4. Orphaned pages
Orphaned pages don’t have internal links pointing to them. Search engines use links to jump from page to page while crawling. Pages without internal links make it impossible for your web visitors to navigate to them, as there’s no way to arrive on the page other than by a direct link. You can quickly solve this by adding internal links from the main pages to other pages on the site. The goal is to have at least one link pointing to each page. This strategy is harder to implement on a big site, but it will pay off in terms of getting pages indexed. Bonus tip: have your popular posts point to important pages.
5. Remove low-quality pages to optimize the crawl budget
Google tries to minimize effort while maximizing results. One way they reward websites that provide value is to present them at the top of search results (SERPs). The opposite is also true. It doesn’t mean that pages with longer content are better. That’s why some pages can be as short as a paragraph or as long as a book and still rank.
Considering Google’s E.A.T. and the Helpful Content update, factors like your domain’s backlink profile, expertise on the topic, and online reputation play an essential part. And if you have pieces of content that you aren’t giving that value, maybe it’s time to unpublish it or revamp it
6. Share on Twitter
Google crawls Twitter and indexes tweets fast. Twitter also notes that the words you write on your Twitter profile and public tweets are sent to search engine indexes. So, they will come up whenever a search for those terms comes up. Be sure to share your pages on your Twitter account.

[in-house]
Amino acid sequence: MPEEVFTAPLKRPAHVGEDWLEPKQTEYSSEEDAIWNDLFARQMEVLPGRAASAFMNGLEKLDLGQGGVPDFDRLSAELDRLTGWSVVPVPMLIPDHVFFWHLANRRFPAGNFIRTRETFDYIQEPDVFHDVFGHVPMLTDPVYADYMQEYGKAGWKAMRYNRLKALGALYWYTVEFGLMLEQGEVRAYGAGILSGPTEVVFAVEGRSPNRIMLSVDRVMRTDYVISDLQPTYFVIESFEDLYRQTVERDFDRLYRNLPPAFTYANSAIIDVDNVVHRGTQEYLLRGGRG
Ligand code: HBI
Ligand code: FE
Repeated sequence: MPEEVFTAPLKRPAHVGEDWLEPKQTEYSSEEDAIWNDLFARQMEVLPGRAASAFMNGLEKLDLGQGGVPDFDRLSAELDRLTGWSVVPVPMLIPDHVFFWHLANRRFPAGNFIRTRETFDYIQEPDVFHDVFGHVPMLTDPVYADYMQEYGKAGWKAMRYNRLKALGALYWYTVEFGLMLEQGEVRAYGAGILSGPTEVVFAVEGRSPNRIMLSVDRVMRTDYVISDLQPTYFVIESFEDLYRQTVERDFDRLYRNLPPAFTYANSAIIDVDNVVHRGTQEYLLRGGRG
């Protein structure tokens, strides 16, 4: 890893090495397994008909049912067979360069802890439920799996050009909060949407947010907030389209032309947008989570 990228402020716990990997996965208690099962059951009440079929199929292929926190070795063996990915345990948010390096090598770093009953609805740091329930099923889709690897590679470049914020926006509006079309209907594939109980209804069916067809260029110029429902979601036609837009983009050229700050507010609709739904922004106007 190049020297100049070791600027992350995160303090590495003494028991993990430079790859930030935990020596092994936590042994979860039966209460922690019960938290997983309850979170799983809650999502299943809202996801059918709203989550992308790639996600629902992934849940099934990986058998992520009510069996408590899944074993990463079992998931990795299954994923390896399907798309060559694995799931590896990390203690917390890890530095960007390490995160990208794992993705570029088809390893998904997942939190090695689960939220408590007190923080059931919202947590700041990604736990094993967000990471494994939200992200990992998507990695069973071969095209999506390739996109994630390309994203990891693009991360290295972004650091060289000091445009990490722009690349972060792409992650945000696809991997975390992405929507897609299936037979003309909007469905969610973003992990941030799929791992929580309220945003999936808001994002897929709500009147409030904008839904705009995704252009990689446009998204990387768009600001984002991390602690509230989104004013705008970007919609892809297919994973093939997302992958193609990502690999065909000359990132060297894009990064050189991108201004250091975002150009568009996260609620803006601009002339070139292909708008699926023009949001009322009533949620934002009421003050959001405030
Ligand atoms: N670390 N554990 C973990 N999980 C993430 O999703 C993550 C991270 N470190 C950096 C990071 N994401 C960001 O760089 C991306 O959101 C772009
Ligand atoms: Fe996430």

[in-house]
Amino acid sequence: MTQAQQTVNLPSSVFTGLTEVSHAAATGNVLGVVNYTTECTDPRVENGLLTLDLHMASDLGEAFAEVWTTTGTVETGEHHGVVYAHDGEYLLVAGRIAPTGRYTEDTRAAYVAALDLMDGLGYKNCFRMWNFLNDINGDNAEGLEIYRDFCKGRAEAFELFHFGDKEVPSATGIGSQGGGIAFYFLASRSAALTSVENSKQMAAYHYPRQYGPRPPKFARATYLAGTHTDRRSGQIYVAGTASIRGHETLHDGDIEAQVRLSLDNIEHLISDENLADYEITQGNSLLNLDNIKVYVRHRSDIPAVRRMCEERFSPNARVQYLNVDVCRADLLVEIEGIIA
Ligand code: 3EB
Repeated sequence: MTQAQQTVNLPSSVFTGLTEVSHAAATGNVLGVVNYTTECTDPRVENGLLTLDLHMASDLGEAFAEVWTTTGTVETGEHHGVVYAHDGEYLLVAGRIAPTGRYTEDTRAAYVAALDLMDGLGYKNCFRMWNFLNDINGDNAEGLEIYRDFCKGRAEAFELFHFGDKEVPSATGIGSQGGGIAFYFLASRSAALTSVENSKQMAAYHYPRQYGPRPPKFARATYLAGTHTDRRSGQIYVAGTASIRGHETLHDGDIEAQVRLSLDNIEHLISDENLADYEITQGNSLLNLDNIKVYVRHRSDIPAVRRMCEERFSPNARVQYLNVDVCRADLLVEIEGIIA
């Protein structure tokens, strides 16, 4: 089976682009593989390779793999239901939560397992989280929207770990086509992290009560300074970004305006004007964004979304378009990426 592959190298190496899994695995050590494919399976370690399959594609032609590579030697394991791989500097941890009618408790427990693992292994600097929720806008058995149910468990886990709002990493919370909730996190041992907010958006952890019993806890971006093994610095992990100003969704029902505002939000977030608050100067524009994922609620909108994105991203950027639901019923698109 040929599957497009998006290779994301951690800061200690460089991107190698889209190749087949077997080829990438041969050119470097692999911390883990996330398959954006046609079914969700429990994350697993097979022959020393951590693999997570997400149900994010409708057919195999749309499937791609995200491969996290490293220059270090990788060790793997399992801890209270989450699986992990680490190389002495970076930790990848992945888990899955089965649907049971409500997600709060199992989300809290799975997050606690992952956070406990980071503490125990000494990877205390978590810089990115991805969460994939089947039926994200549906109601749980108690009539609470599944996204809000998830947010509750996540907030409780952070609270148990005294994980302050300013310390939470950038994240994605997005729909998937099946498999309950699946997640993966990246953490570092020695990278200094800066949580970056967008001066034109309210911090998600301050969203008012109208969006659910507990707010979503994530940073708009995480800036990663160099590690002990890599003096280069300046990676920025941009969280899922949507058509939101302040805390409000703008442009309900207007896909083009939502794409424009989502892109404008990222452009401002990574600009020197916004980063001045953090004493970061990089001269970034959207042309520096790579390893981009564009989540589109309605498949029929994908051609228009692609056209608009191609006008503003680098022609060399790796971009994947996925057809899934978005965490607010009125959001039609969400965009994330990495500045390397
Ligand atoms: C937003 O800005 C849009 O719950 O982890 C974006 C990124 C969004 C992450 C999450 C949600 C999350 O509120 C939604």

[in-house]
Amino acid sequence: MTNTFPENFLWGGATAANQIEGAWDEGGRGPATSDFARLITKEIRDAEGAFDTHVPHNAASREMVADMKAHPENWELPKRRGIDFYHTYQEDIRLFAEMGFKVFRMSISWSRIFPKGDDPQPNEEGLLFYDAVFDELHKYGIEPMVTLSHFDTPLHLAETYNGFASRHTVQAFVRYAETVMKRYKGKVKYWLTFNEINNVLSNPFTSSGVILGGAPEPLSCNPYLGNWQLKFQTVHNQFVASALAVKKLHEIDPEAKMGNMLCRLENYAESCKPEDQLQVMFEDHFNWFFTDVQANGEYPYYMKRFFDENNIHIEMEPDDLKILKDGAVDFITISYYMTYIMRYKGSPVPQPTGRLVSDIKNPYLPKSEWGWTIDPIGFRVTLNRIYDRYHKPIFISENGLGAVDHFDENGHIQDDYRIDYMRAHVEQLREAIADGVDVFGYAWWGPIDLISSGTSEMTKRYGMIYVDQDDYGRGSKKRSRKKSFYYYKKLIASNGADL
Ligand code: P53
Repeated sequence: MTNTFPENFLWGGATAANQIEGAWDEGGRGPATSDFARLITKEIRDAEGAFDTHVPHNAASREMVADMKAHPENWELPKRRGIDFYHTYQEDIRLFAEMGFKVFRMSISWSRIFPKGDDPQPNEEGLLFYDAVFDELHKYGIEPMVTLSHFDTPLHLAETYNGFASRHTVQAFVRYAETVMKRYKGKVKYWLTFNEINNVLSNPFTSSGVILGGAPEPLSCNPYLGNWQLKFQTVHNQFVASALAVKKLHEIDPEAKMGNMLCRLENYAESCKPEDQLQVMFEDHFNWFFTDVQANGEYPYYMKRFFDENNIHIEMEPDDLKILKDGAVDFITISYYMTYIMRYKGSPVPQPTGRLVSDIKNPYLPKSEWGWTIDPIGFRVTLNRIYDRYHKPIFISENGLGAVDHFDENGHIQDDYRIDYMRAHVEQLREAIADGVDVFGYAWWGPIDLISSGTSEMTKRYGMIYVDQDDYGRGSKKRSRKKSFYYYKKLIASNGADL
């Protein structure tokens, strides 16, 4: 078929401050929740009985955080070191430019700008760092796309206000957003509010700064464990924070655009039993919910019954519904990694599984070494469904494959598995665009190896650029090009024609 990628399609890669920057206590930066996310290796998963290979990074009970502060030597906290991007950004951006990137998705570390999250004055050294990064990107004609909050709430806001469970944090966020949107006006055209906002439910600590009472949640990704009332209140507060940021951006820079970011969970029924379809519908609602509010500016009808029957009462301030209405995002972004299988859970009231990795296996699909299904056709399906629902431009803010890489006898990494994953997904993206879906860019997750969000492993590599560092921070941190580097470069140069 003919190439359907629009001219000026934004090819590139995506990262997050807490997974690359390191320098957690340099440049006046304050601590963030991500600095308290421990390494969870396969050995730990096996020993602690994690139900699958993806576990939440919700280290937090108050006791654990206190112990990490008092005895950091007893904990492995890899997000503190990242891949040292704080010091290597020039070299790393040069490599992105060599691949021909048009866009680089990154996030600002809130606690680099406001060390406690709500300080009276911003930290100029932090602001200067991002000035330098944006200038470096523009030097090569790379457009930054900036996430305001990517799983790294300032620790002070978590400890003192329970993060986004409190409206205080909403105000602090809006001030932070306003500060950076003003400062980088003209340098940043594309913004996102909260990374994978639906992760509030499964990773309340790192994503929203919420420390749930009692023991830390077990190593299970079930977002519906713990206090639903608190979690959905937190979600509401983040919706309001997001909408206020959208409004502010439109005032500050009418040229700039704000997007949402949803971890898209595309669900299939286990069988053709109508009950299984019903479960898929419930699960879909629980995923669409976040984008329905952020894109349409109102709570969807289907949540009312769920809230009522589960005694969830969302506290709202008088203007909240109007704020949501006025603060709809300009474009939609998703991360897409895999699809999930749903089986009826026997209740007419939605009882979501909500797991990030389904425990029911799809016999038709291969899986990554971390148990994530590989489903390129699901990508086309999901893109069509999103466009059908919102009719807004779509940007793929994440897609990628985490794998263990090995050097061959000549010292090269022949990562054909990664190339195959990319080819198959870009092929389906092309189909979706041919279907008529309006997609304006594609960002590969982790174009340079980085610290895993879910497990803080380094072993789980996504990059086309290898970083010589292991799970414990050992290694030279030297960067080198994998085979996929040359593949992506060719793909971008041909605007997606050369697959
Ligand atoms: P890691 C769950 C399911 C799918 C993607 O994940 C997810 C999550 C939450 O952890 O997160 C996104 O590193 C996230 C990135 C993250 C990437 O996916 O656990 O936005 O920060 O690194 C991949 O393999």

7. Share the page on high-traffic sites
Content distribution platforms like Medium, Entrepreneur and similar sites are great for sharing your content. Look for niche-specific websites where you can promote your content. By leaving links pointing to your site from that piece of content, web crawlers can follow them and better understand the relationship between web pages.
Although Google’s indexing considers many pages without backlinks, high-quality links are still valuable. According to Ahrefs, Google will likely crawl and re-crawl those pages faster. After all, if someone links to a page, that signals value, and valuable pages are indexed.
Need Help Getting Your Pages Indexed?
We hope this compilation of tips will help your pages return to the index. Search engines are not free from error. Sometimes even the most valuable blogs can be dropped. Make sure to submit links to search engines before considering your next options. If you need more information about indexing and deindexed URLs, contact us. We’re happy to help.
FAQs on Indexing
The average crawl time can take a few days to a few weeks. If the page hasn’t been indexed in four weeks, we recommend resubmitting it via Google Search Console. In our experience, some URLs require “fetching” more than once to get indexed.
Some website owners agree that newer websites take longer to index compared to older domains. Other factors, such as missing sitemaps, larger images, or duplicate content, can prevent pages from getting indexed. Ensure those pages aren’t tagged as no index, as it prevents crawl bots from finding your page.
Crawling is when search engines find new or updated content, including new websites, posts, pages, changes, and broken links. Meanwhile, Google indexing is the storage, analysis, and organization of the crawled content into the “index” or search engine database. To be eligible for organic search, a page must be crawled and indexed.